I’ve been spending some time lately on this simple koi design, which I’m punching directly onto a canvas bag:
This was another super-fast embroidery project using the needlepunch. I can say that buying a new hoop, a plastic one with an inside lip around it, has made all the difference. The cloth stays in place, and as a result, I cruised with this little knight. The border is a Greek meander pattern. I found ideas online and in books and then drew them on the back of the cloth.
I need to investigate different ways of finishing these up.
It’s not weaving… what can I say? It’s summer, and I’ve been in a weaving lull, and I needed a change.
(front of an unfinished project, the loopy side.)
I’ve become smitten with a form of embroidery called needlepunch. It’s like a miniature hooked rug. Maybe this is a trend? Or was? I may have missed it, but I know it’s been around for quite awhile and there are numerous tutorials on Youtube, so that probably means it’s a trend. It’s new to me, however, so I’m finding it one of those things that gets my imagination going.
The process is simple and almost feels like coloring–with a razor-sharp needle. Mine’s the Ultrapunch. It’s threaded with embroidery floss or crochet thread, and then you punch through the wrong side of piece of fabric held in a hoop or frame, leaving a flat stitch on the back and a loop on the front. These loops can be pulled out easily from the back, but they’re very secure from the front.
The size of the needle and depth of the loop can be changed on my needle, so I can do a very minimal loop or a pretty substantial one. The taller loops cover more fabric surface, so the shorter loops, like in the honeycomb in my bee design, are allowing more background fabric to peek through. I don’t mind because I like the look, but I can imagine with some designs it would be annoying.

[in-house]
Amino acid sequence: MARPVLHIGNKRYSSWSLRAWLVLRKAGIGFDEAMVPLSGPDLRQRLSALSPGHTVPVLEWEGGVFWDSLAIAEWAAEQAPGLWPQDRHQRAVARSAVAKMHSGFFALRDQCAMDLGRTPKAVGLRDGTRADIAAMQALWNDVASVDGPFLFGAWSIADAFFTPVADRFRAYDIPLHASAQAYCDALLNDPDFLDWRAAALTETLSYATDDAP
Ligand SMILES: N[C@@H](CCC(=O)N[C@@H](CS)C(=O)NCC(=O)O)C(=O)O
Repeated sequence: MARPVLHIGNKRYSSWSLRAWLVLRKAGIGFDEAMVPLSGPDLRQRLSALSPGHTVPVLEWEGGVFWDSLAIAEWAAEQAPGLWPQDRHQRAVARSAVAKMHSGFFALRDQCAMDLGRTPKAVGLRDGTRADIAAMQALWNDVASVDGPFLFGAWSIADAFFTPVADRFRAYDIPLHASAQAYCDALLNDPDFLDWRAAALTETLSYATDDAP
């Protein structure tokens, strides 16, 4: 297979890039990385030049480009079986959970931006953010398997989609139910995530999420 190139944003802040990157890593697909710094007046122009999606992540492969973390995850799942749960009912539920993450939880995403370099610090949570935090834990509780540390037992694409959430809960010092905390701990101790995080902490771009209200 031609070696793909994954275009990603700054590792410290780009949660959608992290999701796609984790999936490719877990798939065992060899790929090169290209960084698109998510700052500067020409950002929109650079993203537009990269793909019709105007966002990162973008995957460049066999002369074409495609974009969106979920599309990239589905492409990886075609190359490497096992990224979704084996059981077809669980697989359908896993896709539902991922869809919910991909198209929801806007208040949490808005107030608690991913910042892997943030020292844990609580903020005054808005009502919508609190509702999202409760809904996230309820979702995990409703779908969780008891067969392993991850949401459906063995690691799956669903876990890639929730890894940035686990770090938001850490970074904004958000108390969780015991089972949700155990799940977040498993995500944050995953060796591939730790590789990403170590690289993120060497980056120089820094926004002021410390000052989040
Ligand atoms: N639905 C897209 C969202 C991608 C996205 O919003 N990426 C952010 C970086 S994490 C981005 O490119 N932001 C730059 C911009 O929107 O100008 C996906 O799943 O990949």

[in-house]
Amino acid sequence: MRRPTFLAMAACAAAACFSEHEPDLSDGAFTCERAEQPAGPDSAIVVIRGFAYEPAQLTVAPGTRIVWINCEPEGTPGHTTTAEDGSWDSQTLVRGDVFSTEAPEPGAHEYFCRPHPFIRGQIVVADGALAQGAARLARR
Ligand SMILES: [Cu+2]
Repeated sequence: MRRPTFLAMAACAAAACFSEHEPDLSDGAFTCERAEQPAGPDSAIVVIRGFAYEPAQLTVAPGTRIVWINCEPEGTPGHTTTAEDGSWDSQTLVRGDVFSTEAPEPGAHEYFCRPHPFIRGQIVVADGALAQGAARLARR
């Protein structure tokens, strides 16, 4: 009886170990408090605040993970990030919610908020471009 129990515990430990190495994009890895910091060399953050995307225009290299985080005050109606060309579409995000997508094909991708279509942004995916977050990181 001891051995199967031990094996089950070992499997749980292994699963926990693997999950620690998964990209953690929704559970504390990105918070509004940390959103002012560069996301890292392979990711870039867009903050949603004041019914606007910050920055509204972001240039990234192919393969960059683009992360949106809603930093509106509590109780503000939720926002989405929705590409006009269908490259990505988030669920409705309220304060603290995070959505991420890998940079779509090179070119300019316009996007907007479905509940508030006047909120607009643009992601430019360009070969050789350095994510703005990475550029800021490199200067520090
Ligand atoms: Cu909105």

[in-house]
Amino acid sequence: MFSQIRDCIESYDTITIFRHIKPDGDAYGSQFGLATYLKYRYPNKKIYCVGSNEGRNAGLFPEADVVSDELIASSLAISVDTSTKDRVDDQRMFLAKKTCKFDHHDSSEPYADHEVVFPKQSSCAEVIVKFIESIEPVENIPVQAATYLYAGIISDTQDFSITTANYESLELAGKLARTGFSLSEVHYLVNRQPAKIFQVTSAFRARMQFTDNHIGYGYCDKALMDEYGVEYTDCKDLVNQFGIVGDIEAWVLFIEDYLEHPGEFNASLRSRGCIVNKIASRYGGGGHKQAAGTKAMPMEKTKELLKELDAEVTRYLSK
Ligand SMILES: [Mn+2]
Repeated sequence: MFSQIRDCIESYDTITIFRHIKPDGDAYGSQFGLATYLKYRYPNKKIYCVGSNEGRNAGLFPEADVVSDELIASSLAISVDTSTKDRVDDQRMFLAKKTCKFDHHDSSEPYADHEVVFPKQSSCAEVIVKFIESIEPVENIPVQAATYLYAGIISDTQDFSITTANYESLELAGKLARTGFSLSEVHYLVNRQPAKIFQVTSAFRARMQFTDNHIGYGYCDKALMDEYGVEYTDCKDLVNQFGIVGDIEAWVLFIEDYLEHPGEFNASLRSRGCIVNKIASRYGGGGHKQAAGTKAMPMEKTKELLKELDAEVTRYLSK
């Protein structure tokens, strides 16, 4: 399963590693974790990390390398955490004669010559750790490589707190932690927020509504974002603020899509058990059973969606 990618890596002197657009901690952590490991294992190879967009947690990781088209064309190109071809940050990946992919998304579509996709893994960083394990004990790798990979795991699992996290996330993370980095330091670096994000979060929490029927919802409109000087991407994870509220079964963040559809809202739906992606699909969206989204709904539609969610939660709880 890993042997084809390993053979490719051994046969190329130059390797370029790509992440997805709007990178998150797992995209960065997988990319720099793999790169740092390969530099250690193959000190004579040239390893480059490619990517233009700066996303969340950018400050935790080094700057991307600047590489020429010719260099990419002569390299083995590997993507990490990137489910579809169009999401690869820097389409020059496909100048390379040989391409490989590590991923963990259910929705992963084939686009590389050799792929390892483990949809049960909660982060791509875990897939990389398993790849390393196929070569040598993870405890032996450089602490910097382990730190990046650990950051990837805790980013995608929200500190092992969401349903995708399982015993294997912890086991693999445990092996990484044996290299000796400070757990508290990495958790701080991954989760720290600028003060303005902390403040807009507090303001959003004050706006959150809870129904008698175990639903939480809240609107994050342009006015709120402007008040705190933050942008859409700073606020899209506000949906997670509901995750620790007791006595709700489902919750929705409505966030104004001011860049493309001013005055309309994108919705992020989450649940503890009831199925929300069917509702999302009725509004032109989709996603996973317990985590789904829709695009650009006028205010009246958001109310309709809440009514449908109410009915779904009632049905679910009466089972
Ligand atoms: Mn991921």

Eventually, after enough loops and stitches are clustered near each other, a section is built up and your design appears. Each time you want a color change, you re-thread your needle. The final feel is a cross between terrycloth and a rya rug. Most pieces run on the small side, less than 12″ square. My little bee design measures just 5″ across. This is a decorative craft, although I suppose you could find ways to make patches or bags out of the finished pieces to turn them into useful items.
(back of project, with all my scribbles)
Tension of your working fabric is important, and it’s something I’ve been struggling with using the bamboo-type of embroidery hoops that I own. I have to stop and tighten the fabric every few minutes, so I purchased a few new hoops, and I hope they grip better. Some “punchers” buy frames that hold the fabric in place with sharp metal tines. They’re rather pricey, but I bet it would do the trick. I also purchased what’s called weavers cloth for the fabric, which is a tightly woven, 50% cotton, 50% polyester blend. I’m using a linen needlepoint fabric right now, and it stretches out very easily.
My first little design is coming along. A wanted to embroider a bee, and the hive idea came second. If I would have thought it through, I may not be struggling right now with how the background is overwhelming my poor little bee. I plan on re-outlining the wings.
(my initial plan for wings was far more detailed than I could render)
I’ve learned a lot about needlepunch, including…
- Punching is fun! Except when you “punch” a hole in your finger. Twice in a row. And leave dots of blood on your fabric.
- Punching is fast–compared to tapestry weaving, that is.
- Using a few different lengths of loops creates some interesting texture and dimension.
- Two rows placed close together create a strong outline. My attempts at using just one row made dots and not a solid line.
- My recent fascination rya rugs may be inspiration for mini needlepunch designs, so I’m excited to experiment with longer loops.
(my first teeny samples, just a few inches across)